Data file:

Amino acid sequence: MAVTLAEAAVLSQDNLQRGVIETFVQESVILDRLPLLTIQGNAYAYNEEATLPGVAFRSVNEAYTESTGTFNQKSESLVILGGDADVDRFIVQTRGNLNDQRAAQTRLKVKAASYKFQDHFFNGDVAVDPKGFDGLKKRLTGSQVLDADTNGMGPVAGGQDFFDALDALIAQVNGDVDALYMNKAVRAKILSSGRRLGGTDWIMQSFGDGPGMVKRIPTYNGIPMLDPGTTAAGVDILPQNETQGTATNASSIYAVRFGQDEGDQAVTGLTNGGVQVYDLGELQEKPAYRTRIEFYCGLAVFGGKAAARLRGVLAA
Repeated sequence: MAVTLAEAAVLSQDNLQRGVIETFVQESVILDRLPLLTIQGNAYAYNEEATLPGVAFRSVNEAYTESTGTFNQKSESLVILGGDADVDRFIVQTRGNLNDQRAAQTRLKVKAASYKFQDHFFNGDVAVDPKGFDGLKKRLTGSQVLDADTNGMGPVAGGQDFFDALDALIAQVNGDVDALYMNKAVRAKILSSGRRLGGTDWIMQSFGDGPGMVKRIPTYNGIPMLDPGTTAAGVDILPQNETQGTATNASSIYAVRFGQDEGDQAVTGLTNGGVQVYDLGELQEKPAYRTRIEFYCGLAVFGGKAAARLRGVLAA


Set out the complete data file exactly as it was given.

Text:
Amino acid sequence: MAVTLAEAAVLSQDNLQRGVIETFVQESVILDRLPLLTIQGNAYAYNEEATLPGVAFRSVNEAYTESTGTFNQKSESLVILGGDADVDRFIVQTRGNLNDQRAAQTRLKVKAASYKFQDHFFNGDVAVDPKGFDGLKKRLTGSQVLDADTNGMGPVAGGQDFFDALDALIAQVNGDVDALYMNKAVRAKILSSGRRLGGTDWIMQSFGDGPGMVKRIPTYNGIPMLDPGTTAAGVDILPQNETQGTATNASSIYAVRFGQDEGDQAVTGLTNGGVQVYDLGELQEKPAYRTRIEFYCGLAVFGGKAAARLRGVLAA
Repeated sequence: MAVTLAEAAVLSQDNLQRGVIETFVQESVILDRLPLLTIQGNAYAYNEEATLPGVAFRSVNEAYTESTGTFNQKSESLVILGGDADVDRFIVQTRGNLNDQRAAQTRLKVKAASYKFQDHFFNGDVAVDPKGFDGLKKRLTGSQVLDADTNGMGPVAGGQDFFDALDALIAQVNGDVDALYMNKAVRAKILSSGRRLGGTDWIMQSFGDGPGMVKRIPTYNGIPMLDPGTTAAGVDILPQNETQGTATNASSIYAVRFGQDEGDQAVTGLTNGGVQVYDLGELQEKPAYRTRIEFYCGLAVFGGKAAARLRGVLAA